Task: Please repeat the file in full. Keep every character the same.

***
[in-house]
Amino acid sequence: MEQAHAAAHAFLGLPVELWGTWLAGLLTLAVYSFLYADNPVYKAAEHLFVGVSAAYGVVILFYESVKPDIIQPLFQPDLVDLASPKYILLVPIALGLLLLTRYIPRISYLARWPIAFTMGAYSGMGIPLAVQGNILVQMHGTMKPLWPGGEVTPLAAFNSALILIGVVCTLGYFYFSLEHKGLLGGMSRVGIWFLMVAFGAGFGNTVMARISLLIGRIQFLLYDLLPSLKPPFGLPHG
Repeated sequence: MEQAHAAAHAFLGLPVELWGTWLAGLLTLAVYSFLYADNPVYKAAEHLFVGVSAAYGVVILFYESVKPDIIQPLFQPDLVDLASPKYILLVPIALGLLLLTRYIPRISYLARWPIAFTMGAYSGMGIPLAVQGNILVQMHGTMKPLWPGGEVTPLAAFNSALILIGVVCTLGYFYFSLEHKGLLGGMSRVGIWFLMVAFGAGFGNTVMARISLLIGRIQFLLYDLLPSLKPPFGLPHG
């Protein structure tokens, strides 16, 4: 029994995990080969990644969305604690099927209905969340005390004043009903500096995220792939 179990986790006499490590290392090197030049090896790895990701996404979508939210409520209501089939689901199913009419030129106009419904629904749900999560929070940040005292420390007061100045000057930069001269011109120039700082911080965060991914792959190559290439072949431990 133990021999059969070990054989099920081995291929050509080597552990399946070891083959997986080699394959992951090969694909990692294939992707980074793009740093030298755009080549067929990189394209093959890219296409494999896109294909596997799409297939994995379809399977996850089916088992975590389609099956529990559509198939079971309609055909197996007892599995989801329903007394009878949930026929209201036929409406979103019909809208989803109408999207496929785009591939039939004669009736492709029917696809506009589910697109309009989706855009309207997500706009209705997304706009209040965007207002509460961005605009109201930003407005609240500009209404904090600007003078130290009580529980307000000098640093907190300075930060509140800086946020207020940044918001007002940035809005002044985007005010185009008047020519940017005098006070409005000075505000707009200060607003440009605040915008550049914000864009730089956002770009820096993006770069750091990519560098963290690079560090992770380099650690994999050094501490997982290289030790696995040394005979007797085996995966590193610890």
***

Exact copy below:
[in-house]
Amino acid sequence: MEQAHAAAHAFLGLPVELWGTWLAGLLTLAVYSFLYADNPVYKAAEHLFVGVSAAYGVVILFYESVKPDIIQPLFQPDLVDLASPKYILLVPIALGLLLLTRYIPRISYLARWPIAFTMGAYSGMGIPLAVQGNILVQMHGTMKPLWPGGEVTPLAAFNSALILIGVVCTLGYFYFSLEHKGLLGGMSRVGIWFLMVAFGAGFGNTVMARISLLIGRIQFLLYDLLPSLKPPFGLPHG
Repeated sequence: MEQAHAAAHAFLGLPVELWGTWLAGLLTLAVYSFLYADNPVYKAAEHLFVGVSAAYGVVILFYESVKPDIIQPLFQPDLVDLASPKYILLVPIALGLLLLTRYIPRISYLARWPIAFTMGAYSGMGIPLAVQGNILVQMHGTMKPLWPGGEVTPLAAFNSALILIGVVCTLGYFYFSLEHKGLLGGMSRVGIWFLMVAFGAGFGNTVMARISLLIGRIQFLLYDLLPSLKPPFGLPHG
């Protein structure tokens, strides 16, 4: 029994995990080969990644969305604690099927209905969340005390004043009903500096995220792939 179990986790006499490590290392090197030049090896790895990701996404979508939210409520209501089939689901199913009419030129106009419904629904749900999560929070940040005292420390007061100045000057930069001269011109120039700082911080965060991914792959190559290439072949431990 133990021999059969070990054989099920081995291929050509080597552990399946070891083959997986080699394959992951090969694909990692294939992707980074793009740093030298755009080549067929990189394209093959890219296409494999896109294909596997799409297939994995379809399977996850089916088992975590389609099956529990559509198939079971309609055909197996007892599995989801329903007394009878949930026929209201036929409406979103019909809208989803109408999207496929785009591939039939004669009736492709029917696809506009589910697109309009989706855009309207997500706009209705997304706009209040965007207002509460961005605009109201930003407005609240500009209404904090600007003078130290009580529980307000000098640093907190300075930060509140800086946020207020940044918001007002940035809005002044985007005010185009008047020519940017005098006070409005000075505000707009200060607003440009605040915008550049914000864009730089956002770009820096993006770069750091990519560098963290690079560090992770380099650690994999050094501490997982290289030790696995040394005979007797085996995966590193610890």